Blind Brain Theory and Enactivism: In Dialogue With R. Scott Bakker

June 11, 2014 § 7 Comments

tumblr_mkwlanqOci1qzngato1_1280[Image: Hannah Imlach]

Last week I posted a short essay on the question of meaning, style, and aesthetics in the ecological theories of Alva Noë and Jacob von Uexküll. The post resulted in a long and in-depth discussion with science fiction novelist and central architect of the Blind Brain Theory (BBT) of cognition, R. Scott Bakker. Our conversation waded through multiple topics including phenomenology, the limits of transcendental arguments, enactivism, eliminativism, meaning, aesthetics, pluralism, intentionality, first-person experience, and more. So impressed was I with Bakker’s adept ability to wade through the issues — across disciplines, perspectives, and controversies — despite my protests that I felt it worth excerpting our dialogue as a record of the exchange and as a resource for others interested in these debates. Whatever your views on the philosophy of mind, Bakker’s unique position is one you should familiarize yourself with — if only, like me, so that you can find better ways to dispute its unsettling consequences. To provide a little context to the dialogue I am re-stating my central claim and concluding paragraph from the earlier post: « Read the rest of this entry »

Noë and Uexküll: Ecology, Style, and Meaning

June 3, 2014 § 40 Comments

tumblr_mm96ib07g81qzngato1_1280[Image: Tomas Rak]

I have been exploring Alva Noë’s actionist account of perception and cognition in terms of an ecological account of the subject-concept relation. In my previous posts (here and here), I have emphasized a level of conceptual understanding that presupposes both language and the capacity to learn new concepts, or, more interestingly, I have described the way in which a subject can never really learn anything new but rather can only become someone with a new set of conceptual capacities through learning and practice. In this view, the subject-concept relation is ecological insofar as the concept has a symbiotic relation to the subject that both displaces and creates new conceptual capacities. To be more specific, and to repeat my phrasing from the earlier posts, learning initiates a symbiosis between subject and concept that ends in the merging of the concept with the subject and of the transformation of the subject through its understanding of the concept. « Read the rest of this entry »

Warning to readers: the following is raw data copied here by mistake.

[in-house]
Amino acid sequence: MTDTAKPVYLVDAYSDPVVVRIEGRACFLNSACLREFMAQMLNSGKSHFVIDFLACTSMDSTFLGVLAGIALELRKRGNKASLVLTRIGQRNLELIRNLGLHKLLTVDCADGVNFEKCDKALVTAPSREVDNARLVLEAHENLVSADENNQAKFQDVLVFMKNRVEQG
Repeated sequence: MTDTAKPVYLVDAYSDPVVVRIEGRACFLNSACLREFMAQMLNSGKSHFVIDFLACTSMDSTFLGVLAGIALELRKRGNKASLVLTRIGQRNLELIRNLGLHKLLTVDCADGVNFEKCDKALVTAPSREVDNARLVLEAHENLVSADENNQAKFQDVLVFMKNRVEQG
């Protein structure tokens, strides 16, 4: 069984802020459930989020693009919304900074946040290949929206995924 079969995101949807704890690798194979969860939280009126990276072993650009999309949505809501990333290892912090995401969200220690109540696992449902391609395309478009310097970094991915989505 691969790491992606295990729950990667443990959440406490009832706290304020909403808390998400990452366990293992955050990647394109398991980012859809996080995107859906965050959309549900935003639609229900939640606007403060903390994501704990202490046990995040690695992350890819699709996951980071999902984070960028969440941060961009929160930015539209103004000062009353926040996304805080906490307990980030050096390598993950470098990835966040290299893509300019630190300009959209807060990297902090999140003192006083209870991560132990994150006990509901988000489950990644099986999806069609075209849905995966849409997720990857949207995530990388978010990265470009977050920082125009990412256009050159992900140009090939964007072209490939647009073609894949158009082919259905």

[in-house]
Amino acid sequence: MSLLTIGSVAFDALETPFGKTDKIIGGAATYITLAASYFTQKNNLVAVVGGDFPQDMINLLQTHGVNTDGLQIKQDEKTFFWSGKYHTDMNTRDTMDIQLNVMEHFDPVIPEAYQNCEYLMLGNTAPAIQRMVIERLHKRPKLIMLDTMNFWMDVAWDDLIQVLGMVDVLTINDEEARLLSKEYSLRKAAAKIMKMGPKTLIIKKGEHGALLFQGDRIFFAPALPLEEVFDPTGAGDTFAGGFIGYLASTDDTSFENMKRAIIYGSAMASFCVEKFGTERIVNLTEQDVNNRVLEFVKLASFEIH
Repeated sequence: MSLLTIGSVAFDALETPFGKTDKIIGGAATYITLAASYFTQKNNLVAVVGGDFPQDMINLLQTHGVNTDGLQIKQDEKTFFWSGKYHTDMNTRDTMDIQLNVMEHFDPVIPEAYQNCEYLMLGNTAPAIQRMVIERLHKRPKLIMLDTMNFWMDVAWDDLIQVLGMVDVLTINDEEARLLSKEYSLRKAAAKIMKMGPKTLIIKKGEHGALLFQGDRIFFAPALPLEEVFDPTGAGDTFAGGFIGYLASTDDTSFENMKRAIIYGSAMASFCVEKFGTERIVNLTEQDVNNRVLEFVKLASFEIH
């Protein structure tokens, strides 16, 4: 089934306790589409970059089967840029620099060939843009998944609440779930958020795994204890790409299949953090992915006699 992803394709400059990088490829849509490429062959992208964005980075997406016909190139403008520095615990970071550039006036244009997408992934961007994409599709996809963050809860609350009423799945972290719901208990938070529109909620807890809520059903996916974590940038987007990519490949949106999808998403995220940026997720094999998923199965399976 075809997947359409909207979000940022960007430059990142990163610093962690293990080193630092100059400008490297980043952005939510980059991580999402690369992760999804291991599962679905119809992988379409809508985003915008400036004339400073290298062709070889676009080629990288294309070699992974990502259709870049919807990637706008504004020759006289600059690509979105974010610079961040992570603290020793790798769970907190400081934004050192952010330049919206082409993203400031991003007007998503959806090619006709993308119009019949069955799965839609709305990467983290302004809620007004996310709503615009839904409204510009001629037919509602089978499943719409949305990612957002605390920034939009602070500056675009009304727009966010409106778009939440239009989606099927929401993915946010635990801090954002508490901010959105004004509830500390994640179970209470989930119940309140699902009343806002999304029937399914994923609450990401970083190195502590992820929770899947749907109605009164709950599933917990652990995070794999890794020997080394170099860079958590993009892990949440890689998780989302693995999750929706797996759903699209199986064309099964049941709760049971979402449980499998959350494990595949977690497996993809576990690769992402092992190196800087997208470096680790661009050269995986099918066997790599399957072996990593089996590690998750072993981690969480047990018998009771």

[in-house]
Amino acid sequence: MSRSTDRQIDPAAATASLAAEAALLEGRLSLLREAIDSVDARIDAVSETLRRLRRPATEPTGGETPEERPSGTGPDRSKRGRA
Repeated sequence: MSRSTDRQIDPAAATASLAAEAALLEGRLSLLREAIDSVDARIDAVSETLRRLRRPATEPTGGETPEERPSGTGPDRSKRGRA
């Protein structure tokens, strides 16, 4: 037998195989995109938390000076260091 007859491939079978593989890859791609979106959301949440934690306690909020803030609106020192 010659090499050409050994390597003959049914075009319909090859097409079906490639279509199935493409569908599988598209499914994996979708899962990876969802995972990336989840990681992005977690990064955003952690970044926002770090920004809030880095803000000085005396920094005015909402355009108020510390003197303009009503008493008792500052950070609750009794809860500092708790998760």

Traditions of Unknowing

May 30, 2014 § 9 Comments

04-Dennis-Wojtkiewicz-fruit_4[Image: Dennis Wojtkiewicz]

In my last post I offered a two-part description of the concept: the concept-as-tool and the concept-as-capacity. I then suggested both these definitions come together in the learning process. Learning, in this view, is a transition of the concept as an external tool into the concept as an acquired capacity. I concluded by suggesting that the transition into the concept-as-capacity phase reveals the ecological nature of the subject-concept dynamic. In this mode of understanding, a subject is not the kind of being that can simply acquire new concepts while remaining identical to him or herself. Instead, from the ecological view, learning initiates a symbiosis between subject and concept that ends in the merging of the concept with the subject and of the transformation of the subject through its understanding of the concept. « Read the rest of this entry »

Concepts as Capacities and as Tools

May 23, 2014 § 11 Comments

In Alva Noë’s recent work Varieties of Presence we are given an enactive (or “actionist”) account of perception and cognition. In this post I want to explore a few elements within Noë’s text that I find myself in substantial agreement with—his account of meaning and perception, his understanding of “access” as a form skillful engagement, and his nonrepresentational account of concepts, for example—but I also want to seize upon what I see as an important ambiguity in Noë’s work. In his description of concepts, Noë vacillates between two definitions: In the first definition, Noë draws on the etymological root of the word “concept” to suggest that concepts are tools used for “grasping” phenomena, while in the second Noë follows Wittgenstein’s assertion that understanding is a kind of ability or capacity, and that concepts are nothing but ways a body can achieve access to its environment. Rather than declare that one of Noë’s definitions should take precedence over the other, I want to suggest that both definitions—concepts as tools and concepts as capacities—represent two different moments within the transformative act we call “learning.” « Read the rest of this entry »